The U.S. Patent and Trademark Office issued a patent for the unique structure of CO2-cured Solidia Concrete, further advancing the availability of higher-performing and more sustainable materials to the global construction and materials industries. Solidia Technologies holds the exclusive licensing rights to the patent, which is held by Rutgers, the State University of New Jersey, where the original generation of the material was invented.
U.S. Patent No. 9,868,667, "Bonding Element, Bonding Matrix and Composite Material Having the Bonding Element and Method of Manufacturing Thereof," covers the composition of matter of the distinctive, non-hydraulic, CO2-cured concrete available as Solidia Concrete.
“The hydrate bonds in conventional concrete can compromise that material’s strength and durability,” explained Solidia Chief Technology Officer Nicholas DeCristofaro, Ph.D. “With CO2-cured concrete, bonding elements based on silica and calcium carbonate create a wide range of attractive properties, including mechanical strength, resistance to freeze-thaw deterioration, and resistance to sulfate attack.”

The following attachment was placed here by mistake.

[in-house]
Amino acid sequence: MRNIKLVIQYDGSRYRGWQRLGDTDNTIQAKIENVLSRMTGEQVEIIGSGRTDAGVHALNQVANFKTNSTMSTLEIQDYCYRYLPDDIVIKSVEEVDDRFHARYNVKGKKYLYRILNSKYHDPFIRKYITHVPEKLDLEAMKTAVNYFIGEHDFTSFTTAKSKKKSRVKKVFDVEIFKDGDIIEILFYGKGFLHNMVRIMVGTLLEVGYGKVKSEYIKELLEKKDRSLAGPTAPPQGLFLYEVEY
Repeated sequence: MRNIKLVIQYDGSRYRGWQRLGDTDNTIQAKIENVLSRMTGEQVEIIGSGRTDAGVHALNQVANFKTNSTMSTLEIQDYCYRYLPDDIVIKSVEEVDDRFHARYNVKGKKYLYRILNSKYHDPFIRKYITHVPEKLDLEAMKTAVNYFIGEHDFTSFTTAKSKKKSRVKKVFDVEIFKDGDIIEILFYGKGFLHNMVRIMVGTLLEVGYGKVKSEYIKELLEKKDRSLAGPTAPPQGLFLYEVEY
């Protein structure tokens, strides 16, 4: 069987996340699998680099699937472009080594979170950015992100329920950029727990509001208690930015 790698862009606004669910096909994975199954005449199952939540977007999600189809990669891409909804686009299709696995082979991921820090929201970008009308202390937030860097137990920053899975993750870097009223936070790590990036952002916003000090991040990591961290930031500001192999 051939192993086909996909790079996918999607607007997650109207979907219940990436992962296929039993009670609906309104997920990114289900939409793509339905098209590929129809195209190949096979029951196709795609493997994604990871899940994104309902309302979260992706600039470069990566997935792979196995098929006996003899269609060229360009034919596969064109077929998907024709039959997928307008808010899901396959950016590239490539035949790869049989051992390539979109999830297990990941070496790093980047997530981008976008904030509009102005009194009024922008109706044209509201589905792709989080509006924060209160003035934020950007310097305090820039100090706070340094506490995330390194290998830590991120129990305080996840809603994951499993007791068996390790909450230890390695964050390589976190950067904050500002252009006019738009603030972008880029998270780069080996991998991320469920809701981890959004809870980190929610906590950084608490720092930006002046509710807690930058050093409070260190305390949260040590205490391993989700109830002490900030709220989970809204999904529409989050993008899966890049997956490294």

Solidia’s systems offer superior products that address the cement industry’s goal of reducing its carbon emissions, which contribute 3-5% of global CO2 pollution. Solidia’s patented processes start with an energy-saving, sustainable cement. They then cure concrete with CO2 instead of water, reduce the carbon footprint of cement and concrete up to 70%, and recycle 60 to 80% of the water used in production. Using the same raw materials and existing equipment as traditional concretes, the resulting CO2-cured concrete products are higher performing, cost less to produce, and cure in less than 24 hours.
“Our next-generation, CO2-cured concrete offers a competitive edge to the global US$1 trillion concrete and US$300 billion cement markets, advancing profitability and sustainability in an industry that needs both,” said Solidia President and CEO Tom Schuler. “We are pleased that this patent confirms that Solidia Concrete is a higher-performing, more versatile product than traditional concrete.”
Currently in commercialization for large- and small-scale applications, the initial technology focus was on unreinforced precast applications, including pavers and blocks. Solidia is now developing commercial processes for reinforced applications, including aerated concrete, railroad ties, architectural panels and hollow core extrusions.